“Diversity is important”, the Lord Mayor said yesterday, as she launched her campaign for the Seanad, in contravention of the wishes of her own party. The Greens weren’t happy, and the parliamentary party met last night to consider a motion of no-confidence in the Mayor as it relates to her other job – Chairwoman of the Green Party.

But that’s not the only problem she faces, sadly. She launched her campaign for the Seanad yesterday in St. Stephen’s Green, and, as eagle-eyed reporter Dan Grennan of the Irish Daily Mail noted (the story isn’t online, otherwise we’d link to Dan’s work), broke the law in the process.

The election launch was a clear breach, though, of the St. Stephen’s Green by-laws, which state:

“No person shall, within the Green, hold or address a public meeting without the permission of the commissioners, or engage or take part in any dancing, theatrical, or musical performance, or operate any radio, cinema, television, or gramophone apparatus”.

Ms. Chu admitted to the Daily Mail that she had not, in fact, secured such permission.

In ordinary times, we might have sympathy, of course, with a politician who inadvertently breaks the rules about holding a public gathering. But these are no ordinary times. This was a self-promotional press conference, calculated, of course, to draw publicity by painting Ms. Chu as a reluctant protagonist in the ongoing Green civil war, forced into standing as an independent simply to defend the rights of women and minorities, who otherwise would not be represented on the ballot paper, thanks to Eamon Ryan’s sleepy endorsement of the FF and FG candidates.

Nor is Ms Chu any ordinary politician. If some councillor from Offaly arrived in Dublin and held an event in contravention of the rules, he or she might be allowed some leeway on the basis that he or she was ignorant of the rules to begin with – much like the friend of mine, who shall remain nameless, who, despite living in Dublin for years, still manages to take illegal shortcuts through the city, and pleads culchie ignorance if accosted by the Gardai.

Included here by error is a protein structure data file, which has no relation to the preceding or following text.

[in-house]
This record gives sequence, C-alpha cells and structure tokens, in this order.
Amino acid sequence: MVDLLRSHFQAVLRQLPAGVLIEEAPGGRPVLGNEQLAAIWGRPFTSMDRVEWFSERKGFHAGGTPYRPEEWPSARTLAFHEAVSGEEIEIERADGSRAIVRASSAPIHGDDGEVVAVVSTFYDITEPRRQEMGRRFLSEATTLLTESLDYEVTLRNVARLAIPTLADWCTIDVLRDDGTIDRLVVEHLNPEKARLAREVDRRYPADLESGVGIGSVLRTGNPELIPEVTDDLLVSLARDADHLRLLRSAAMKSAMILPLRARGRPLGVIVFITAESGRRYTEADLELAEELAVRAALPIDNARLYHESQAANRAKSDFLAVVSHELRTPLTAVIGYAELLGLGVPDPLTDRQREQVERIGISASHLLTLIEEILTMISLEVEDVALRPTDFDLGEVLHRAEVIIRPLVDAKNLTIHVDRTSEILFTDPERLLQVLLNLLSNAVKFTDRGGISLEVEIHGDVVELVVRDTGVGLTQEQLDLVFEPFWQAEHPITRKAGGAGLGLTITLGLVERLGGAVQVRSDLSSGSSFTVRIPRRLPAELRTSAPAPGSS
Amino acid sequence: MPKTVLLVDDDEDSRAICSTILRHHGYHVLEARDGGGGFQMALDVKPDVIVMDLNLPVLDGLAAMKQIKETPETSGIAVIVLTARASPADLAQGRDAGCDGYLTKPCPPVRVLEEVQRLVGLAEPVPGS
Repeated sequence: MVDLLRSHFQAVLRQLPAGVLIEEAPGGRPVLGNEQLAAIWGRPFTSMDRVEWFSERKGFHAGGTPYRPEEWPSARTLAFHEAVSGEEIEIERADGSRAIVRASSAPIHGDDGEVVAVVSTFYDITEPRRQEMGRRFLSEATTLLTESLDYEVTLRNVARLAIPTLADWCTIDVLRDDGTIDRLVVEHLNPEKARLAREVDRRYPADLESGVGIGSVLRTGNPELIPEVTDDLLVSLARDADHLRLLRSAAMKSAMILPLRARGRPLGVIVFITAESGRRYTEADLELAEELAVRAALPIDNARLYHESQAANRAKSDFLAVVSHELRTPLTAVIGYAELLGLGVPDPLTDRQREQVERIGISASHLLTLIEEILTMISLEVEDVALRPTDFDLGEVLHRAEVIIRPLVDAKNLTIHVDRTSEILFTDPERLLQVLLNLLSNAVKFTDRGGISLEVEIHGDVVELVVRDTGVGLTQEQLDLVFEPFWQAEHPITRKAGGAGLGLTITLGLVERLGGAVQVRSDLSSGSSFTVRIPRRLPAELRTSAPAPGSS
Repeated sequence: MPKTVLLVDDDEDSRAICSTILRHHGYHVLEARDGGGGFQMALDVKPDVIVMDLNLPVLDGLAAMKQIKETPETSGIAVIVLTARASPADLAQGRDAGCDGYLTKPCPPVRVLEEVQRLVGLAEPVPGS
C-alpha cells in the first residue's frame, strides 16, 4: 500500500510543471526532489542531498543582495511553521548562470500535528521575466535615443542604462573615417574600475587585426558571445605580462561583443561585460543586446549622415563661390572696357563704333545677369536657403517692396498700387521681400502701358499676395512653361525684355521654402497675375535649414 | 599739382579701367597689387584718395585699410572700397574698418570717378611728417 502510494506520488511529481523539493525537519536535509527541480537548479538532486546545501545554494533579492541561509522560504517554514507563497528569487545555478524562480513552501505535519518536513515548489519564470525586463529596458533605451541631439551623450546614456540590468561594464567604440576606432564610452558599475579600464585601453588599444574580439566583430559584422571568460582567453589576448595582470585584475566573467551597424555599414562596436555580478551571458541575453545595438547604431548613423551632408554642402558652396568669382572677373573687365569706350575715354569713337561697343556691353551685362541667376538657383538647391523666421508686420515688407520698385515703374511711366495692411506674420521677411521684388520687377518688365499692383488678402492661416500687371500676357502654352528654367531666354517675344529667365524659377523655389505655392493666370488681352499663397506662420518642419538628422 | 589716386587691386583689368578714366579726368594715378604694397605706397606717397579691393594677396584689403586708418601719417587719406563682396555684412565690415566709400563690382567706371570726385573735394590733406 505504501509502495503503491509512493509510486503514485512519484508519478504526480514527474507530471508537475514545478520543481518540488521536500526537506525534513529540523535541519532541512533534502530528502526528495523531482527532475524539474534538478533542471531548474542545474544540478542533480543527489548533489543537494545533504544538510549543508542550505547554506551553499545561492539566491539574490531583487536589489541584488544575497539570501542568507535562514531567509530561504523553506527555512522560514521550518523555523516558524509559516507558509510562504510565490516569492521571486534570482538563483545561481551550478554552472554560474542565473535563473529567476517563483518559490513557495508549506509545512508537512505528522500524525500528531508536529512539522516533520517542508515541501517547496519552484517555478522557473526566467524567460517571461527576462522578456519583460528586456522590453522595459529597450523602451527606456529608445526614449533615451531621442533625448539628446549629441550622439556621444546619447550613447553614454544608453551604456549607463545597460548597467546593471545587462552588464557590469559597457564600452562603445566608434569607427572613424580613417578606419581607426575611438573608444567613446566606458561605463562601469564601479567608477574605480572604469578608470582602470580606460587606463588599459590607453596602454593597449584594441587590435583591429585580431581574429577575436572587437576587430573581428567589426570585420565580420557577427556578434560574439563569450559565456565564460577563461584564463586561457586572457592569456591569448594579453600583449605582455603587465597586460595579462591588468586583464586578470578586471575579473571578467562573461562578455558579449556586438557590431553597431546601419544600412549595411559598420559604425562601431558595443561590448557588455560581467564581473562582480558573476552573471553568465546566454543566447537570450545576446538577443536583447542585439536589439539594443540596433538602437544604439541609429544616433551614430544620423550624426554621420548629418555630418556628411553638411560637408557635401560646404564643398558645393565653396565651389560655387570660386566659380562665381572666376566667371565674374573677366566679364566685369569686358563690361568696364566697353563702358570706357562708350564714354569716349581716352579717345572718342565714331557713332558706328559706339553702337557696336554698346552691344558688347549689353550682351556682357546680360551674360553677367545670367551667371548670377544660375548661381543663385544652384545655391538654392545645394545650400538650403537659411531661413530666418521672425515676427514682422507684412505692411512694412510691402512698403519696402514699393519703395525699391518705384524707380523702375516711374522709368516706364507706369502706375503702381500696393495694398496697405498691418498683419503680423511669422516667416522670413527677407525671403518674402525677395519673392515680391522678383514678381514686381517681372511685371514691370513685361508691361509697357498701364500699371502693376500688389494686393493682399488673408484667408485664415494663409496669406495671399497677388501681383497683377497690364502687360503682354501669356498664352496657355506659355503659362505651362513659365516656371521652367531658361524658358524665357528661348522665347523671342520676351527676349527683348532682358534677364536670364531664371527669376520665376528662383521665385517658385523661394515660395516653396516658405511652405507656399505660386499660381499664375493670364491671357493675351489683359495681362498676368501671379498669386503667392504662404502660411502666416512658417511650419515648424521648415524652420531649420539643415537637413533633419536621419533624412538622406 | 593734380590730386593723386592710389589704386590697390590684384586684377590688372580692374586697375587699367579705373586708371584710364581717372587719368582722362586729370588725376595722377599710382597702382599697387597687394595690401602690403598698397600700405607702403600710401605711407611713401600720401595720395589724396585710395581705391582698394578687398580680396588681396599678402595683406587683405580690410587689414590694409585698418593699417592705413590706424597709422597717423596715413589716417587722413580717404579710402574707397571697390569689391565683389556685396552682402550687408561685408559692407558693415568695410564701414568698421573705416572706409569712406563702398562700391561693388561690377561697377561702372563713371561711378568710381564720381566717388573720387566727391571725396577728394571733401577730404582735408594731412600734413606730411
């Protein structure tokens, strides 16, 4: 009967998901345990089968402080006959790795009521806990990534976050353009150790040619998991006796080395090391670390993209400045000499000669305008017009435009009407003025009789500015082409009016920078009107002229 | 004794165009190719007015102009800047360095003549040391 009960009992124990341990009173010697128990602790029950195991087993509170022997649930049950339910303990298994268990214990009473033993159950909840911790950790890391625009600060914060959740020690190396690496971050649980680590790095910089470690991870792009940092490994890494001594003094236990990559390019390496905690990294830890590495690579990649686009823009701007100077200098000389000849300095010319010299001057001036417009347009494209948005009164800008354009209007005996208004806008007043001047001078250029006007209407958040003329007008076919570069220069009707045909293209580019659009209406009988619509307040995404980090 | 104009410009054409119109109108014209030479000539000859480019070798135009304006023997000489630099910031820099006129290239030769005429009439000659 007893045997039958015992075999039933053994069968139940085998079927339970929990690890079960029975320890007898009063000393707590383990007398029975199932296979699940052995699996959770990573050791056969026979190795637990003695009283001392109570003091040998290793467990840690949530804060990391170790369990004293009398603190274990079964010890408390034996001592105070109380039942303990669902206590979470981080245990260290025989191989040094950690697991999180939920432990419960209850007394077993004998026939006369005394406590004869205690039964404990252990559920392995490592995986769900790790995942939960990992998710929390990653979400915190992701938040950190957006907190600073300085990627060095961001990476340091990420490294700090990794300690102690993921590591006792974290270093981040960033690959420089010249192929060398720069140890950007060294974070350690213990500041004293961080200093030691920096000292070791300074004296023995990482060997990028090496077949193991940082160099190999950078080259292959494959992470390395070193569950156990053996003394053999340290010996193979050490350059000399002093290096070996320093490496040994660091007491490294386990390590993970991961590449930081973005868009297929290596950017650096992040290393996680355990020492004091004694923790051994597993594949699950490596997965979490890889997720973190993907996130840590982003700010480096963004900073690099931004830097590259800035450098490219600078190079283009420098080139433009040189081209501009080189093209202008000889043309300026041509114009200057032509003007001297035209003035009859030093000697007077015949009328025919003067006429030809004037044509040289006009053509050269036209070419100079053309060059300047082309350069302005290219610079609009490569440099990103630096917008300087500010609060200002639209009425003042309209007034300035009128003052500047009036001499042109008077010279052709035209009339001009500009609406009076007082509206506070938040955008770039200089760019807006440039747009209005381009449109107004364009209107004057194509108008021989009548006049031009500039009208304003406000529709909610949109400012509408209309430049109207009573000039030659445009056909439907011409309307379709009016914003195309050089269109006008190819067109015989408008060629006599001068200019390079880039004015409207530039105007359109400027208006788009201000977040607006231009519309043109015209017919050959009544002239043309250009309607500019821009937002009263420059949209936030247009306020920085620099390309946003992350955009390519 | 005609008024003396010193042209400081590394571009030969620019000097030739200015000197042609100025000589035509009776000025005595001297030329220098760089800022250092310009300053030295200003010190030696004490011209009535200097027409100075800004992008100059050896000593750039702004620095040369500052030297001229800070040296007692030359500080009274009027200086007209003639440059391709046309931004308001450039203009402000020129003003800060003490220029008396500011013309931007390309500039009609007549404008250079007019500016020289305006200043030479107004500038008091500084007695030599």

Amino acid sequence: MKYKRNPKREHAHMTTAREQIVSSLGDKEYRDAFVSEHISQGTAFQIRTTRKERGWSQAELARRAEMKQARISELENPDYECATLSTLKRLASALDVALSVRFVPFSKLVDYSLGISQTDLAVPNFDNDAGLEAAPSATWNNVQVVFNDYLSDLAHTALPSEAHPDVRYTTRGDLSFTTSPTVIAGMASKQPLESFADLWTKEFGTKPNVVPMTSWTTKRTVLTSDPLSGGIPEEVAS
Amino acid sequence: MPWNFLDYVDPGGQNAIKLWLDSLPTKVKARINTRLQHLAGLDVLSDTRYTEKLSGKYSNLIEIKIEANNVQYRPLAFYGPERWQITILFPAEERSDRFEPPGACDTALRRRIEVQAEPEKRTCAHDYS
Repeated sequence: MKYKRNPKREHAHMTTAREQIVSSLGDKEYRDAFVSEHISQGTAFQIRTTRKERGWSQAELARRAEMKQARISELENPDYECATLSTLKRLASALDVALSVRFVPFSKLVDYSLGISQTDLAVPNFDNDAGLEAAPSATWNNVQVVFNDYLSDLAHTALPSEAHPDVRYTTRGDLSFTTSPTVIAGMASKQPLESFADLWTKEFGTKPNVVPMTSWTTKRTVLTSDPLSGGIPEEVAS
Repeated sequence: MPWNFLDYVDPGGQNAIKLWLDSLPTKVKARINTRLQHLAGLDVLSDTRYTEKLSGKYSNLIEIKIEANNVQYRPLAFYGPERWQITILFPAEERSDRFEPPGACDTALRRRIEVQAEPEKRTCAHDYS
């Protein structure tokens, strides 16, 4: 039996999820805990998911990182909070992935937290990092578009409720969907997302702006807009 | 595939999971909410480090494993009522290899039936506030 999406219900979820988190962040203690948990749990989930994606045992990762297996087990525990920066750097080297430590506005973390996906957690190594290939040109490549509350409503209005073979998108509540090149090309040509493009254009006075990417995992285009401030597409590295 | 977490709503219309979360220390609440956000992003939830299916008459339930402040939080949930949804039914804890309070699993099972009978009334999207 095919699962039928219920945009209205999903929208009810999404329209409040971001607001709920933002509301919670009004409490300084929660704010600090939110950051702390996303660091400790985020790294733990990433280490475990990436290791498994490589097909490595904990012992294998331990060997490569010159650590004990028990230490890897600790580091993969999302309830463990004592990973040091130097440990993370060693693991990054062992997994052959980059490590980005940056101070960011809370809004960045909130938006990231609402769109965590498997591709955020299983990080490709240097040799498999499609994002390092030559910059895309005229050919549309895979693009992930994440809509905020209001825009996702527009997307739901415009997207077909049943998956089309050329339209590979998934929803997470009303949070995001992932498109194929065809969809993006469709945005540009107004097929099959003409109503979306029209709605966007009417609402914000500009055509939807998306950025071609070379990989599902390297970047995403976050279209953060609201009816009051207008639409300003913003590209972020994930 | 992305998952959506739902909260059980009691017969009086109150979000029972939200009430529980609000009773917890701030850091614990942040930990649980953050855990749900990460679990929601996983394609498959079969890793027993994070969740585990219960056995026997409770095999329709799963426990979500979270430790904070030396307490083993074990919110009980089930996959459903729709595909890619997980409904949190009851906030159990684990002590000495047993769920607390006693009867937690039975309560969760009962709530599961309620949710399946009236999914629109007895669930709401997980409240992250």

But Hazel Chu is the Lord Mayor of Dublin. Her official residence is about 45 yards away from St. Stephen’s Green. She has no excuse for not knowing what the rules are.

Anyway, while we’re on the subject, yesterday, it must be said, was a pretty disastrous day for the Chu for Seanad campaign. It has managed (though to be fair, this may have been part of the plan) to split the Green Party down the middle. That’s bad enough – but much worse was Chu’s remarkably foolish commitment to taking the Green Party whip in the Seanad in the very remote chance that she’s elected.

That was an unforced error of immense magnitude, because at a stroke, she took away most of the opposition rationale for voting for her. If you’re a right-on Social Democrat, the case for voting for Chu evaporates if it means voting for a candidate who will take the Government whip. All she’d have to do would be to vote for one budget, and those Social Democrats or Labour or People before Common Sense members who voted for her would end up looking like fools.

What’s more, it’s an error that she only made because she went in front of the press to begin with. Had she simply stayed silent, and had no launch at all, then she could have avoided answering awkward questions like that and told politicians what they wanted to hear.

What was the need to do a press launch at all? The public don’t even get a vote in this election, so talking to them accomplishes…. Not much of anything. Have you heard much from either the FF or FG candidates in this election? Do you even know who they are? They’re probably going to win, though, because they realise who the voters are.

Chu’s been tripped up here, you suspect, by her own love of publicity, and an unfortunate over-confidence in her own popularity. It’s lucky for her that the Stephen’s Green commissioners will probably do nothing about enforcing that law. After all, she’s a Green, and they’re nice. She’s not some enemy of the state holding a public meeting about the lockdown, or anything like that.